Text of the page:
A Fine Old Conflict
New York: Alfred A. Knopf, 1977
Unity Mitford: An Enquiry into Her Life and the Frivolity of Evil
New York: Dial Press, 1977
Jessica and Unity Mitford are two of six remarkable daughters of the Redesdales, an aristocratic British family. It would be an understatement to say that these two sisters blazed dissimilar political pathways.
Unity, three years older than Jessica, joined Sir Oswald Mosley’s British Union of Fascists at 19 and later traveled to Germany and became friendly with Hitler.
Jessica, a communist by age 15, eloped with her Red cousin Esmond Romilly (Churchill’s nephew) to the Spanish civil war and then journeyed to America, where she eventually remarried. (Her second husband, lawyer Robert Treuhaft, is a Jewish communist.) In the early 1940s Jessica joined the Communist Party, USA. Since then she has become a widely read muckraker, best known for her nicely done exposé of the funeral industry entitled The American Way of Death.
A Fine Old Conflict is Jessica’s second autobiography, a sequel to Daughters and Rebels (an account of her early life with her titled parents). More importantly, it is a brief on behalf of the American Communist Party, which Jessica justifiably argues was the earliest champion of the Negro “civil rights” movement and a precursor of a variety of left-radical groups which blossomed in the 1960s.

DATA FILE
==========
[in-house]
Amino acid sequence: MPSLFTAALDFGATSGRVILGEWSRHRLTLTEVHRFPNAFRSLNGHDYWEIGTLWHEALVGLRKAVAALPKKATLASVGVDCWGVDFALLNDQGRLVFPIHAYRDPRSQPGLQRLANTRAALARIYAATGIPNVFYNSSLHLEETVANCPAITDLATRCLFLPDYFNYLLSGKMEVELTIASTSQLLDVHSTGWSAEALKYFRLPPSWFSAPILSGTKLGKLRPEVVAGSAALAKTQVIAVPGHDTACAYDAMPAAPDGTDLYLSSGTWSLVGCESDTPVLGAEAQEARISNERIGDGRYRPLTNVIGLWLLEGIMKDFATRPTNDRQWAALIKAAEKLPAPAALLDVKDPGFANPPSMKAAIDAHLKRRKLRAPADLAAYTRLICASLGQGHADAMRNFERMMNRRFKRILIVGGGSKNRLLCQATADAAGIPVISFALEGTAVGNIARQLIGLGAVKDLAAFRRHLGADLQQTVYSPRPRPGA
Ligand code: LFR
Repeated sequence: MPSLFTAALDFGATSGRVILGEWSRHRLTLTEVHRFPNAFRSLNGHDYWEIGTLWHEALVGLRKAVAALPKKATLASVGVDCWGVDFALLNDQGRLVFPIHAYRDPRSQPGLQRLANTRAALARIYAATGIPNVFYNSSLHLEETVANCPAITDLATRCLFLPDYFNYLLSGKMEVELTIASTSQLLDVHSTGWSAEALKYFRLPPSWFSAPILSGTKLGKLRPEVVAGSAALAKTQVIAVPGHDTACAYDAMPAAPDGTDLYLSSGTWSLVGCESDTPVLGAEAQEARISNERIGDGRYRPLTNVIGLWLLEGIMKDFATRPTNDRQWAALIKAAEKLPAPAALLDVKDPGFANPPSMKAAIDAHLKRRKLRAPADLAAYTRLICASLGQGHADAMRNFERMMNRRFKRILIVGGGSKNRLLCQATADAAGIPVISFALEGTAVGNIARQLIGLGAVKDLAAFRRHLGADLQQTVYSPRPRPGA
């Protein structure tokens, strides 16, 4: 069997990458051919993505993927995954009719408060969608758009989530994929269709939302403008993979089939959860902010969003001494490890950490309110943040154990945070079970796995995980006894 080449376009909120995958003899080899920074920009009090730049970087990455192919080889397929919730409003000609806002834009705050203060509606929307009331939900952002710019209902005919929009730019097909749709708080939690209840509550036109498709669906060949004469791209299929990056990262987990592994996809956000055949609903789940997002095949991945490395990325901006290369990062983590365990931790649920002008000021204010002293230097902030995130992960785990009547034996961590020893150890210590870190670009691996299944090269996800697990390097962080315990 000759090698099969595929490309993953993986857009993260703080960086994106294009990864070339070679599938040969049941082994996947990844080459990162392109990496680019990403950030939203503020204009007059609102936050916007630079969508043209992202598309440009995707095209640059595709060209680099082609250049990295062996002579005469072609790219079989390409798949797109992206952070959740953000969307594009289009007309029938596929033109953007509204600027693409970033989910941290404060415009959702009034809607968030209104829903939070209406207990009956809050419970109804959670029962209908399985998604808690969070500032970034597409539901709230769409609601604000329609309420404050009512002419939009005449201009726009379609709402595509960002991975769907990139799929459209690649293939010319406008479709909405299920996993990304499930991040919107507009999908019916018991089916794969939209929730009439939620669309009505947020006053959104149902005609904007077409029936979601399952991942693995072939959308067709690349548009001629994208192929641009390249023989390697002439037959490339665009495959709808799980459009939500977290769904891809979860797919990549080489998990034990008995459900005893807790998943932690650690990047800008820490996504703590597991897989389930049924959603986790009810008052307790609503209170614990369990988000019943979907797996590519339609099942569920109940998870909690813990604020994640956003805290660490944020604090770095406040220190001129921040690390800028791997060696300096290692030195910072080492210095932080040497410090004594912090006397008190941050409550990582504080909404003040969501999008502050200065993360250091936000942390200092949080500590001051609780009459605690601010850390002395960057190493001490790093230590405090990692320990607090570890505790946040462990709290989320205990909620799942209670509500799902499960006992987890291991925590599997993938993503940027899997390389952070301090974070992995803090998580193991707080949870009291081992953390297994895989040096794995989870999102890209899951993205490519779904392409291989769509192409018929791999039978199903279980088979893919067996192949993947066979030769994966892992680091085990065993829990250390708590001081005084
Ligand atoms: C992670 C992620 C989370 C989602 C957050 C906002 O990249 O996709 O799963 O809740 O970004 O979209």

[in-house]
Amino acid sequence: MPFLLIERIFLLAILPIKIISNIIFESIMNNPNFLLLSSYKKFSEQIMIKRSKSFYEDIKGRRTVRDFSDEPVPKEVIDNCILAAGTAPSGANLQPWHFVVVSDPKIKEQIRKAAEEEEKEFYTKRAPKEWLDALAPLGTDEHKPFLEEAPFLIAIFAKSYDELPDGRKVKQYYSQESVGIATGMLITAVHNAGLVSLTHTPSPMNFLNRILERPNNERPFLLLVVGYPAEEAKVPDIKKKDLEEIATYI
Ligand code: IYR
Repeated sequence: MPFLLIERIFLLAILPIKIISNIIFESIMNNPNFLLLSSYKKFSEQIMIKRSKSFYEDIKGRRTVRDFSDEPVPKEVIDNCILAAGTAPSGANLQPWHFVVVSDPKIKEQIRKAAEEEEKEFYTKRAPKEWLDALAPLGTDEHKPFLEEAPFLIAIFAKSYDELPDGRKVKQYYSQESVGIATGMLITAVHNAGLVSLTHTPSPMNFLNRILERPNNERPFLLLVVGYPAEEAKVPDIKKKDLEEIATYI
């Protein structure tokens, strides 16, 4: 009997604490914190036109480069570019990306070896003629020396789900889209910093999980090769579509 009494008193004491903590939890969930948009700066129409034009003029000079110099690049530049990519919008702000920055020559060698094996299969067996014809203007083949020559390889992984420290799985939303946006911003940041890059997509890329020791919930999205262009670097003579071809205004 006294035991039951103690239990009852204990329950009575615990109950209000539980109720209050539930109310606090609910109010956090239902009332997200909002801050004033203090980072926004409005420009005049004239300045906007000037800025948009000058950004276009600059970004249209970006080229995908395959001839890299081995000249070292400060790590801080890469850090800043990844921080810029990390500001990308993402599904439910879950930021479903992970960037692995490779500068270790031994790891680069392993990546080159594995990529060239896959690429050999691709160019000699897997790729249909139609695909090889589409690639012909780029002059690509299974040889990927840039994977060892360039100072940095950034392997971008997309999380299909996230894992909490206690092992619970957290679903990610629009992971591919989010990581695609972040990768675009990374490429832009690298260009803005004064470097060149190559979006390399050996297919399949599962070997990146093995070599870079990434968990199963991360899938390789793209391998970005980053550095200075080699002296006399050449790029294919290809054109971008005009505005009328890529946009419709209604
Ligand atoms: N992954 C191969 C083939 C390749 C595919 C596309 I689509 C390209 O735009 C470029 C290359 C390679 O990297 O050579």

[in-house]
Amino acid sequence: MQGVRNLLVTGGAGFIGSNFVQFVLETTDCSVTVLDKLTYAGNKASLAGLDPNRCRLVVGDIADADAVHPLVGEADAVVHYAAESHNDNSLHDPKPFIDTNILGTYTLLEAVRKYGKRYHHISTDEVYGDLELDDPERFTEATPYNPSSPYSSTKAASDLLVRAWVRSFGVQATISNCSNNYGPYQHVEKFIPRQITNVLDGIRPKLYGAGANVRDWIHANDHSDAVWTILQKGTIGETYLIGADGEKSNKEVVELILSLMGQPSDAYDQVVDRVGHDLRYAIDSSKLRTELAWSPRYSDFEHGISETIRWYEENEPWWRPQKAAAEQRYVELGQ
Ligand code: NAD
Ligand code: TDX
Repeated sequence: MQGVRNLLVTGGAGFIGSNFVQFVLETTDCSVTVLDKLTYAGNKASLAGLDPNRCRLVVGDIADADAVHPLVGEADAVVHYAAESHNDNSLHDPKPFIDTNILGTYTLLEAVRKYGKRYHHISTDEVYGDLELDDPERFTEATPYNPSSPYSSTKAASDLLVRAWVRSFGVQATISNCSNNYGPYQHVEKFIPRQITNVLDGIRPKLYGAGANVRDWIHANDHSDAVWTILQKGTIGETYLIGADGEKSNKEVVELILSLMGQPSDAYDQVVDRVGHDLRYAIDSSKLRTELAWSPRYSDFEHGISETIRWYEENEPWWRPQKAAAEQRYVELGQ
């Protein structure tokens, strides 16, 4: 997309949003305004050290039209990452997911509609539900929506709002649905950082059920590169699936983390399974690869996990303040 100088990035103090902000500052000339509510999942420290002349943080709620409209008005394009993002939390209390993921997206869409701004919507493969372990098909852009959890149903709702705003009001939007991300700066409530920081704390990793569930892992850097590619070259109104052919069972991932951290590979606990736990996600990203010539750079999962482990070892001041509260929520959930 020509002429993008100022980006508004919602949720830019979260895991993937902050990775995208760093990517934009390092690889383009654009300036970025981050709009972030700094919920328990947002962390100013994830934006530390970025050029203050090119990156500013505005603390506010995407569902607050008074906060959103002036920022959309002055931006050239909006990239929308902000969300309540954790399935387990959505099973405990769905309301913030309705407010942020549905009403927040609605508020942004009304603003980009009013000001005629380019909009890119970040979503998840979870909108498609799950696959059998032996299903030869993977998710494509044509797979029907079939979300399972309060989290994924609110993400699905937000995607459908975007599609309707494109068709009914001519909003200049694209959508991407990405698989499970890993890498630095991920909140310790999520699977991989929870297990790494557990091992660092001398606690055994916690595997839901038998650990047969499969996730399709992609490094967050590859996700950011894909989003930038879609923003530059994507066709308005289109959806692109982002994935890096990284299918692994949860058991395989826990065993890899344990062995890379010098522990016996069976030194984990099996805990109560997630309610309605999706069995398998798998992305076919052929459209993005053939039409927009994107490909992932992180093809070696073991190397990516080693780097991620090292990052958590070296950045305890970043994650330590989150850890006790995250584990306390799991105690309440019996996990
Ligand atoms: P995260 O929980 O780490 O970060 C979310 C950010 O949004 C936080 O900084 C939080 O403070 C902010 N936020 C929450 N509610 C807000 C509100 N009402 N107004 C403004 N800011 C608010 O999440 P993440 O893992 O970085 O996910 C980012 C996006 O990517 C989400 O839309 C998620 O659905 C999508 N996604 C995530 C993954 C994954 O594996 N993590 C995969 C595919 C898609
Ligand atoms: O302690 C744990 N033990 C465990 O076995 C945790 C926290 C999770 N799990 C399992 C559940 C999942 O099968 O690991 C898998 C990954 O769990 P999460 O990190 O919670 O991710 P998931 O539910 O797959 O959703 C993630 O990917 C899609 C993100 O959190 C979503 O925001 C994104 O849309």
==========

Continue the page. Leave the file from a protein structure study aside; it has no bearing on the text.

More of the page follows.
It contains much information of interest to Attack! readers. Among other things, A Fine Old Conflict points out that Jews were once the key sparkplugs of the CPUSA and the Black revolution. (Incidentally, it was Al Bernstein, father of Washington Post reporter Carl, who recruited Jessica for membership in the communist-dominated United Federal Workers Union.) We learn, for instance, that Bella Abzug, a doyen of the communist-front National Lawyers Guild, was an attorney for convicted Black rapist Willie McGee, whose case was a communist cause célèbre. However, Jessica left the CPUSA in 1958 to work within more well-established mass organizations of the left because she believed the Party had become irrelevant to the wider struggle for “civil liberties.”
Just what kind of communist was Jessica? Well, when she was 14 Jessica spitefully told her sister Unity, “If you’re going to be a fascist, I’m going to be a communist!” One wonders if she also stuck out her tongue. The girls divided their room down the middle, and Jessica festooned her side of the battleground with communist posters. For Jessica, a political infant, left-wing politics was no more than a child’s game. The appendix to A Fine Old Conflict, her silly spoof of Communist Party jargon, is an expression of her puerile nature. In any case, it certainly isn’t the work of a fanatic. Philip Toynbee, an old friend of Jessica’s, said that she spends a good deal of her considerable fortune “in ensuring that she herself shall never be threatened by the slightest avoidable discomfort. She likes good whiskey, good food, and sleek hotel.” Odd how these convinced Marxists manage to live it up.
It seems to me that Jessica’s communism was, au fond, an act of rebellion staged by a difficult child trying to attract the attention of her preoccupied father and glacial mother. Communism also set her apart from other members of her family and gave her a personal identity. It should be noted that both her parents were sympathetic to National Socialism. Lord Redesdale had even translated Houston Stewart Chamberlain’s monumental Foundations of the Nineteenth Century into English from its original German. Her sister Diana married British fascist leader Mosley.